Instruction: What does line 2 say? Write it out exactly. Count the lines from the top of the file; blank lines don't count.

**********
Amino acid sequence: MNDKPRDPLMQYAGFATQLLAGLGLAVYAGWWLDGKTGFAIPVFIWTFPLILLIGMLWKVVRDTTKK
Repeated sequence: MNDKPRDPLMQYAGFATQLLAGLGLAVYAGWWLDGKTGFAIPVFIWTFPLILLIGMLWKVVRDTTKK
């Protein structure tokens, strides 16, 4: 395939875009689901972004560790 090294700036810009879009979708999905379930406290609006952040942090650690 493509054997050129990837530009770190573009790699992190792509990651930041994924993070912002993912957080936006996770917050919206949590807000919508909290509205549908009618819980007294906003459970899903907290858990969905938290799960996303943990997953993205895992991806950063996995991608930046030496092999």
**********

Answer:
Repeated sequence: MNDKPRDPLMQYAGFATQLLAGLGLAVYAGWWLDGKTGFAIPVFIWTFPLILLIGMLWKVVRDTTKK